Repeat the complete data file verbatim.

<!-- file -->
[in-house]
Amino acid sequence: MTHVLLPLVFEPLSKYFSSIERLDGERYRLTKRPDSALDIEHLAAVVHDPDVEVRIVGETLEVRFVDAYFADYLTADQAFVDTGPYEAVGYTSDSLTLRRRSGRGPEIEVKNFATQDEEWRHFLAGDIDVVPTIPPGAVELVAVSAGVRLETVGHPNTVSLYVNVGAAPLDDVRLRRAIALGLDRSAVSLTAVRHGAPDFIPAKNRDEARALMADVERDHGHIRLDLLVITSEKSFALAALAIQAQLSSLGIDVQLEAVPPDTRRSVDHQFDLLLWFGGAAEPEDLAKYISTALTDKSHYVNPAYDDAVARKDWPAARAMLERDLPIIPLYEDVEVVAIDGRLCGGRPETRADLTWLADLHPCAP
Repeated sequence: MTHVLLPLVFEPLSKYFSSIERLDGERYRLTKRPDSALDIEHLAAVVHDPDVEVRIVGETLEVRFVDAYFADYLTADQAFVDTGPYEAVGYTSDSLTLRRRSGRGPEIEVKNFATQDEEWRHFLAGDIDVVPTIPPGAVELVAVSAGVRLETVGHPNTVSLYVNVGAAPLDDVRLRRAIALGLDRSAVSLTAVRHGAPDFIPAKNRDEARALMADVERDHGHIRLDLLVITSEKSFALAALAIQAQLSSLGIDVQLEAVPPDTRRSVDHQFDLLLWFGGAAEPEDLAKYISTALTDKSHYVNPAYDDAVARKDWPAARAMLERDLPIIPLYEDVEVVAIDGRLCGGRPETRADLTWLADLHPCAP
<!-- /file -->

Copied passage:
[in-house]
Amino acid sequence: MTHVLLPLVFEPLSKYFSSIERLDGERYRLTKRPDSALDIEHLAAVVHDPDVEVRIVGETLEVRFVDAYFADYLTADQAFVDTGPYEAVGYTSDSLTLRRRSGRGPEIEVKNFATQDEEWRHFLAGDIDVVPTIPPGAVELVAVSAGVRLETVGHPNTVSLYVNVGAAPLDDVRLRRAIALGLDRSAVSLTAVRHGAPDFIPAKNRDEARALMADVERDHGHIRLDLLVITSEKSFALAALAIQAQLSSLGIDVQLEAVPPDTRRSVDHQFDLLLWFGGAAEPEDLAKYISTALTDKSHYVNPAYDDAVARKDWPAARAMLERDLPIIPLYEDVEVVAIDGRLCGGRPETRADLTWLADLHPCAP
Repeated sequence: MTHVLLPLVFEPLSKYFSSIERLDGERYRLTKRPDSALDIEHLAAVVHDPDVEVRIVGETLEVRFVDAYFADYLTADQAFVDTGPYEAVGYTSDSLTLRRRSGRGPEIEVKNFATQDEEWRHFLAGDIDVVPTIPPGAVELVAVSAGVRLETVGHPNTVSLYVNVGAAPLDDVRLRRAIALGLDRSAVSLTAVRHGAPDFIPAKNRDEARALMADVERDHGHIRLDLLVITSEKSFALAALAIQAQLSSLGIDVQLEAVPPDTRRSVDHQFDLLLWFGGAAEPEDLAKYISTALTDKSHYVNPAYDDAVARKDWPAARAMLERDLPIIPLYEDVEVVAIDGRLCGGRPETRADLTWLADLHPCAP